Nikka Yuko Blossoms with New Visitor Experiences
Lethbridge’s Nikka Yuko Japanese Garden is growing into its own with new visitor experiences, sky-high attendance and exciting plans for future expansion. All in time for its 50th anniversary.
Now fully mature, the 16,000-square metre (four acre) garden is designed with classic Japanese aesthetics but features landscapes, plants, trees and rocks native to southwestern Alberta.
In the last few years, it has almost tripled its visitor experiences, resulting in a 64 per cent increase in attendance since 2014.
“It is a piece of art that is always changing with the seasons,” says Charles McCleary, President of the Lethbridge and District Japanese Garden Society.
An Idea That Took Root
Established in 1967 to commemorate Canada’s Centennial, Nikka Yuko Japanese Garden was built to recognize contributions made by citizens of Japanese ancestry to Lethbridge, home to Canada’s third largest population of Nisei, second-generation Japanese-Canadians.
Japanese in design but Albertan in plant choice, it features exquisitely crafted prairie gardens and walkways, streams, ponds and waterfalls, as well as a tea house, bell tower and gazebo built by master craftsmen from Kyoto, Japan.
Designed by students of Tadashi Kubo, a highly respected landscape architect from Osaka Prefecture University, the garden’s construction was overseen by Kubo’s young colleague Masami Sugimoto, who, now in his 70s, still visits from Japan. It took 21 months to build and cost $186,000.
“This is one of the most unique Japanese gardens in the world,” says McCleary. “Most are found in much more moderate climates.”
Nikka Yuko is owned by the City of Lethbridge with programming run by the Lethbridge and District Japanese Garden Society.
Growing Visitor Experiences
Although Nikka Yuko has always offered cultural activities, the number of visitor experiences has dramatically increased in recent years, part of a strategy to increase attendance.
“Visitors are looking for more than a scenic place,” says Executive Director Michelle Day. “At the end of the day, they are looking for a meaningful experience whether it’s historical, cultural or horticultural.”
New attractions include Sensu (folding fans decorating), Yukata Dressing (traditional Japanese daily wear), Kendo (bamboo sword play demonstrations), the Koinobori (kite festival), yoga in the garden and Mochi (Japanese rice) pounding.
“The team at Nikka Yuko is full of passion, energy and innovation,” says Anastasia Martin-Stilwell, Travel Alberta Industry Development Manager. “They are a great example of how industry can move forward to help effectively build the visitor economy in this region.”
Reflecting the Changing Face of Japan
In December 2016, Nikka Yuko opened for the first time in winter for the Winter Lights Festival. Illuminated with more than 96,000 LED lights, the garden offers visitors an authentic Japanese light festival experience.
“The Japanese take Winter Light Festivals to a whole other level,” says Day. “Millions of people visit these festivals, held across Japan. One of the largest, at Nabana no Sato park, features 8.5 million LED lights.”
Other modern cultural experiences like anime have been added, and at the height of the Pokéman GO craze, the garden offered moonlight tours to capture lures placed throughout the grounds. More than 500 people attended in a three-hour period.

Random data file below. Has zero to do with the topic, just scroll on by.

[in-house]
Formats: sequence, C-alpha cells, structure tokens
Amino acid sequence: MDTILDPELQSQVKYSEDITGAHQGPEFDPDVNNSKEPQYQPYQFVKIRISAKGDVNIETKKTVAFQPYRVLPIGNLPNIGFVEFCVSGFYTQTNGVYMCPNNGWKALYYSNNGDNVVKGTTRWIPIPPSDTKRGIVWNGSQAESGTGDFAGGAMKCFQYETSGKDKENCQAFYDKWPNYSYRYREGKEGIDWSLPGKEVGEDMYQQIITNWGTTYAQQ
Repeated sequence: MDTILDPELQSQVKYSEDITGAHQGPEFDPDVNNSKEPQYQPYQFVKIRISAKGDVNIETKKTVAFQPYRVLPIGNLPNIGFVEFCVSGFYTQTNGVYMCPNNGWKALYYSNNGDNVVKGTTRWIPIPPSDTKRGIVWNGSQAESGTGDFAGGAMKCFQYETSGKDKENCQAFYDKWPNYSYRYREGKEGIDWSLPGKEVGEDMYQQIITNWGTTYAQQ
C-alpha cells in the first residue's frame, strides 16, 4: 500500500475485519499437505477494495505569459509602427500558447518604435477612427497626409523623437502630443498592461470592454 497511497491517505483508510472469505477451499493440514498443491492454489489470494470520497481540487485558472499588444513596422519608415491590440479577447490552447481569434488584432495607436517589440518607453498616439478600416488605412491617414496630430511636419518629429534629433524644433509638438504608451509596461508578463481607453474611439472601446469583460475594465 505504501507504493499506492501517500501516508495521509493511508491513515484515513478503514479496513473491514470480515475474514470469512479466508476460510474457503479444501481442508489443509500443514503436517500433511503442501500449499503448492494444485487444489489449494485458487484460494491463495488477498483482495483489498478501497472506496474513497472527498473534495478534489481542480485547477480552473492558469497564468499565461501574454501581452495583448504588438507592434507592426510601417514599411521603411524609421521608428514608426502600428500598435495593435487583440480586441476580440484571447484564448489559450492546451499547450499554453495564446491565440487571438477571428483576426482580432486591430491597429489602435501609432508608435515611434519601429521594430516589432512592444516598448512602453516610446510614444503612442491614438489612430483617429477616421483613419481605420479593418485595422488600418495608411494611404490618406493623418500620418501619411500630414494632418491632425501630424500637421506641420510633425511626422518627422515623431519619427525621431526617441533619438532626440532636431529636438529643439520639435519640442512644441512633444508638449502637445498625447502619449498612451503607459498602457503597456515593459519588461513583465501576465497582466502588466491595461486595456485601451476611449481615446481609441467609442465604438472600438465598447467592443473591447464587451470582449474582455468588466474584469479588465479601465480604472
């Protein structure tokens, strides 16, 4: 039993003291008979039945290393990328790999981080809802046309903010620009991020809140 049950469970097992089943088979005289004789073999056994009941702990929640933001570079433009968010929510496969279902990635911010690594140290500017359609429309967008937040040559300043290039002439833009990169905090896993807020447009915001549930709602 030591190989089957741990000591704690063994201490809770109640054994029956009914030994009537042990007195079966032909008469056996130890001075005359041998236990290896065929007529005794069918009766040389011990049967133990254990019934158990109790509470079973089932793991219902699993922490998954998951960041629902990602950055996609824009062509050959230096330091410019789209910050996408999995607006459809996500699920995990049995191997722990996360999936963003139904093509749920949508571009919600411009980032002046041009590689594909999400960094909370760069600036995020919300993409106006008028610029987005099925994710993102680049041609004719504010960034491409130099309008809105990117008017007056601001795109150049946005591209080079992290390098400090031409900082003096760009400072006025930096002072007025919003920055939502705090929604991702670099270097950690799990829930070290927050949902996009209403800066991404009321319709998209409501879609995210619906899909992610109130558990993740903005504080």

“We recognize Japan is a changing culture,” says Day. “That’s why an important focus for us is to make lasting connections with the younger generation.”
On July 14, 2017, Nikka Yuko will hold its 50th anniversary celebrations, with tea ceremonies and events, a Bon Odori dance performance by the Nikkei Society and a banquet.
The anniversary is a collaborative affair with the City of Lethbridge, Lions International (celebrating its 100th year), the city’s cultural exchange program with the Quebec community of Saint Laurent (50 years), the University of Lethbridge (50 years) and the Sport Council of Lethbridge, recognized for bringing Asian-influenced sports to Alberta.
Commitment to Collaboration
Nikka Yuko’s success, says Day, is all about embracing change while listening to people. “Omentashi in Japanese means ‘the spirit of selfless hospitality.’ To know what your guests need, you need to listen and provide that unique experience.”
Having a supportive community and a commitment to collaboration has also been important.
Nikka Yuko partners with Lethbridge attractions such as Fort Whoop Up, the Galt Museum & Archives, and the Southern Alberta Art Gallery with joint admission offers. They collaborate on promotions with the Chinook Country Tourist Association and participate in Explore Southwest Alberta circle tours.
“At Travel Alberta, we recognize our ability to promote the province as a preferred travel destination is deeply rooted in our ability to create strong partnerships,” says Martin-Stilwell. “Nikka Yuko understands the power of collaboration and I look forward to seeing their success continue as they move forward.”
Building for the Future
Looking to the future, Nikka Yuko has begun plans to build a cultural centre to allow for expanded year-round programming and visitor amenities.
Preliminary designs are completed and the organization is now working to secure funding.
Day is also working on strategies to grow international tourism with export-ready products.
That includes attending Travel Alberta’s Canada’s West Marketplace Scholarship Program, SHiFT, Building Your Business through the Travel Trade workshops, town hall marketing sessions, as well as participating in the Cooperative Marketing Investment Program.“Working with Travel Alberta to learn about visitor trends, products and social marketing skills has benefited Nikka Yuko,” says Day. “We believe our product is known worldwide and we want to build on that.”